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The Lady (DVD)

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Genre: Drama / To Be Announced / Director: Luc Besson / Actors: Michelle Yeoh, David Thewlis, Jonathan Raggett, Jonathan Woodhouse, Susan Wooldridge ... / DVD released 2012-04-23 at Entertainment in Video / Features of the DVD: PAL

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      21.08.2012 13:09
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      The two flawless leads are superb, but the structure and narrative they're given don't keep up

      How on earth do you even go about condensing years and years of heartache, pain, sacrifice, turmoil, violence, politics, love, family, and the long, tiring emotional journey that goes along with it into a two-hour film? The quick answer is, you can't, unless you're an absolute genius when it comes to filmmaking; which Luc Besson is not. More famous for his trashy action scripts and silly, far-fetched, kinetic sequences of car chases and gunfights, it may come as a surprise that Besson directs the story of Aung San Suu Kyi (Michelle Yeoh), a Burmese politician fighting to introduce democracy into her country ruled by ruthless generals and soldiers who stop at nothing to grasp onto power. What may come as a smaller surprise is that under inexperienced hands, how underwhelming everything feels, despite an extraordinary true story guaranteed to bring out the tears.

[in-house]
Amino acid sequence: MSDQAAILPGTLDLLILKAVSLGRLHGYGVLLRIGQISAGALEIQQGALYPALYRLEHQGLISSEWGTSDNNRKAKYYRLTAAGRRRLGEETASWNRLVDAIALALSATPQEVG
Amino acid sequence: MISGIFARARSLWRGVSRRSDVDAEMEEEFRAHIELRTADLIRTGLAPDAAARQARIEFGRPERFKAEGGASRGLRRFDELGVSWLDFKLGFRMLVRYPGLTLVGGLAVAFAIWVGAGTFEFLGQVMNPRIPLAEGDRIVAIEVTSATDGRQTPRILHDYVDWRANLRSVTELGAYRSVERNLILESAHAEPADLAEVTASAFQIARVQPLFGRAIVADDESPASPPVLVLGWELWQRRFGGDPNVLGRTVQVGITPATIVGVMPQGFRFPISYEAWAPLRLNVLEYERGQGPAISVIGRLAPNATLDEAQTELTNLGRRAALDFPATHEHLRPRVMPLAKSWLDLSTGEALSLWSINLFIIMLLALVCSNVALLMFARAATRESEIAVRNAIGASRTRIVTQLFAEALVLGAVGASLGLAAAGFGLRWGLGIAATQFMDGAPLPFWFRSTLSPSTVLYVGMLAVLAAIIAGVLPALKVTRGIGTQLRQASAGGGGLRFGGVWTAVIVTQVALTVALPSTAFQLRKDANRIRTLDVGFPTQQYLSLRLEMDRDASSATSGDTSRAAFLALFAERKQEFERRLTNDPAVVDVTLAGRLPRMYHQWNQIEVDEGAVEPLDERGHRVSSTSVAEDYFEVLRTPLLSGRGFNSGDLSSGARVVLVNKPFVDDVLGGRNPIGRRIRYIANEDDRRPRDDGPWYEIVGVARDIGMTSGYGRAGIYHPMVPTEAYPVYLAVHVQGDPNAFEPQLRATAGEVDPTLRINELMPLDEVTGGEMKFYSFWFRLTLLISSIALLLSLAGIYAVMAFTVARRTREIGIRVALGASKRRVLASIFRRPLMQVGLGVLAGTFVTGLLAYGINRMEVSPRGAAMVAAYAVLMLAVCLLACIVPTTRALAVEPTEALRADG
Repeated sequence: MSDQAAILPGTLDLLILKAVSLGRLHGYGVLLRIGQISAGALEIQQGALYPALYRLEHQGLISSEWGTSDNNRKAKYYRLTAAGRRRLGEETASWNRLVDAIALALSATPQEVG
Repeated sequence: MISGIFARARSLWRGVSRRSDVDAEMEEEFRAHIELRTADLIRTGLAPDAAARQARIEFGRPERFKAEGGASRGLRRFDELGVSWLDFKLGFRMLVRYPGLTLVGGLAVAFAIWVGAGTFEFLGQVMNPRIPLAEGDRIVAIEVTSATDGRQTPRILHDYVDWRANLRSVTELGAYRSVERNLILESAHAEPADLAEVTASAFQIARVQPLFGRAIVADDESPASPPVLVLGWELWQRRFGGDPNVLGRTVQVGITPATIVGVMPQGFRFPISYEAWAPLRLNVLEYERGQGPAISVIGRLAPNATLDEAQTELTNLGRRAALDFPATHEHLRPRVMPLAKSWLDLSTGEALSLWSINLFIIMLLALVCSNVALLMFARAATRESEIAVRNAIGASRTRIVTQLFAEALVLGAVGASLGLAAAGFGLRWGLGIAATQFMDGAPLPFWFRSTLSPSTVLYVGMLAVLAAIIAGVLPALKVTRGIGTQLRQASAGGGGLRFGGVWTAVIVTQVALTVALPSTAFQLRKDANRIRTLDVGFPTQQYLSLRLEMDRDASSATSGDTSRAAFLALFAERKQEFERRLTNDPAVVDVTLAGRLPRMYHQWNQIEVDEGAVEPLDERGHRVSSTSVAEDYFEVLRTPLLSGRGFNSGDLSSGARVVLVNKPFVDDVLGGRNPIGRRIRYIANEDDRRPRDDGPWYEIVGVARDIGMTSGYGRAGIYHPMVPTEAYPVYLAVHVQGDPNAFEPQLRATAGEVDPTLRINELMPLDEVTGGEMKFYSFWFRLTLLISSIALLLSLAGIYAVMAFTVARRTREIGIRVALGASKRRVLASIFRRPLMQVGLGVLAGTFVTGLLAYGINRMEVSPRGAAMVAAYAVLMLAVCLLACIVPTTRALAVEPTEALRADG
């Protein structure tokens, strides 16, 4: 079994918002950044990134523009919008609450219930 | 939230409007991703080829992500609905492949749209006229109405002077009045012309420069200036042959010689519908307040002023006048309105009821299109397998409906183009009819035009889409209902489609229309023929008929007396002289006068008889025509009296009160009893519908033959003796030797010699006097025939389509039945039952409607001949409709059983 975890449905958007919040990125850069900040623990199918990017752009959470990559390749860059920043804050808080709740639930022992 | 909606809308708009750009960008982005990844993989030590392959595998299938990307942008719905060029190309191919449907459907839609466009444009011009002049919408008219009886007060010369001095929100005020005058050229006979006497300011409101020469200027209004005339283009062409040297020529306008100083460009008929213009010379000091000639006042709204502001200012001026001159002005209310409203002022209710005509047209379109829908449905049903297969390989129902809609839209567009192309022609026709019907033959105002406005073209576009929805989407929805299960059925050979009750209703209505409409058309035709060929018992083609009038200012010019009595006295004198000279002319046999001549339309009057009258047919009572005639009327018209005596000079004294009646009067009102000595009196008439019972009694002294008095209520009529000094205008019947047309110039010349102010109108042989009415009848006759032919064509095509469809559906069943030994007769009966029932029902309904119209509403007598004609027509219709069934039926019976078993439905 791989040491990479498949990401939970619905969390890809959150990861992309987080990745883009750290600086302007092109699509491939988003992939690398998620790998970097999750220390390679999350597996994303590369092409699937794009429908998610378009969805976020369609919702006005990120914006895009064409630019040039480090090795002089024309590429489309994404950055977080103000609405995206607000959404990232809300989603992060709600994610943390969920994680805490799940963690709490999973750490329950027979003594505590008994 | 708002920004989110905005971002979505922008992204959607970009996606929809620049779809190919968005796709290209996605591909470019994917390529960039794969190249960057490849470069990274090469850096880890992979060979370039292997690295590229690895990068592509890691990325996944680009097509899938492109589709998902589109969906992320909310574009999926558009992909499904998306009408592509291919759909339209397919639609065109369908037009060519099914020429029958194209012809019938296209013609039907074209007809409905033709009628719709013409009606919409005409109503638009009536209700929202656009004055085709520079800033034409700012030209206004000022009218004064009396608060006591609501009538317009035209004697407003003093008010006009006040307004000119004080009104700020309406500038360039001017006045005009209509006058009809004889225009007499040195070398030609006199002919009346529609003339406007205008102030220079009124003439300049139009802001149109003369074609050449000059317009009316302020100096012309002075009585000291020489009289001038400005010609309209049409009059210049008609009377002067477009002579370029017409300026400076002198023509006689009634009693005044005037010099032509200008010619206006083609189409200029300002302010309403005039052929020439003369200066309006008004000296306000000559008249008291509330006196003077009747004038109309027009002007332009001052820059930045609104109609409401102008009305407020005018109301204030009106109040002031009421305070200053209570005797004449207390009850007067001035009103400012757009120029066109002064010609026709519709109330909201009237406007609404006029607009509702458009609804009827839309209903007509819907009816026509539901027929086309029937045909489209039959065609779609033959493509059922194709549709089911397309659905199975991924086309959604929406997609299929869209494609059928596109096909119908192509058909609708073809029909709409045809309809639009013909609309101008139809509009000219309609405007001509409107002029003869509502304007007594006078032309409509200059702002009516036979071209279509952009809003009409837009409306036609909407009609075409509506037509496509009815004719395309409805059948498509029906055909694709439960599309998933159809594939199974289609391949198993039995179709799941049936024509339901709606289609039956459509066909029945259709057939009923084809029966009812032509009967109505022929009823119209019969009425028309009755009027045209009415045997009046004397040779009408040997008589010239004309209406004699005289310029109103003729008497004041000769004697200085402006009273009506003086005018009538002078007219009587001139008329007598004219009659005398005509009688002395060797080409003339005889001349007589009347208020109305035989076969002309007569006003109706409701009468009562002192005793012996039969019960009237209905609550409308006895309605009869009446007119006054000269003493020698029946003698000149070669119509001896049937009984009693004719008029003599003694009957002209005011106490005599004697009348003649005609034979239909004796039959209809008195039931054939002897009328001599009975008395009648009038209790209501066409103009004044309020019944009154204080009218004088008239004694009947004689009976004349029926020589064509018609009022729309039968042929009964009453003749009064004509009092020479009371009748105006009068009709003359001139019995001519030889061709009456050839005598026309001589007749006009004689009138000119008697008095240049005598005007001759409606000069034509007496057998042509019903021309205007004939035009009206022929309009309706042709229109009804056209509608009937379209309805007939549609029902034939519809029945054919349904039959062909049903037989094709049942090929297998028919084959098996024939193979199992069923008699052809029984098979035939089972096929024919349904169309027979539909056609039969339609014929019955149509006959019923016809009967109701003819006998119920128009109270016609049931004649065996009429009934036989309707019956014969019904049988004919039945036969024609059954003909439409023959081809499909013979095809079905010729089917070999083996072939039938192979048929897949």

It was Suu Kyi's father who got the ball rolling for the democratic movement in Burma, but before he could complete his political milestone, he was brutally assassinated, along with the rest of his important party members, by his opposing party throwing a coup. Suu Kyi was only a child when she was delivered the news, and then what happens? The film skips several decades. That's right, nothing on how she grew up, nothing of her years of education, or how she was brought up after the bloody massacre. A touch of focus on her childhood and adolescence would have been informative and enriched the film, even a brief overview would have sufficed. But here, we get nothing, absolutely nothing.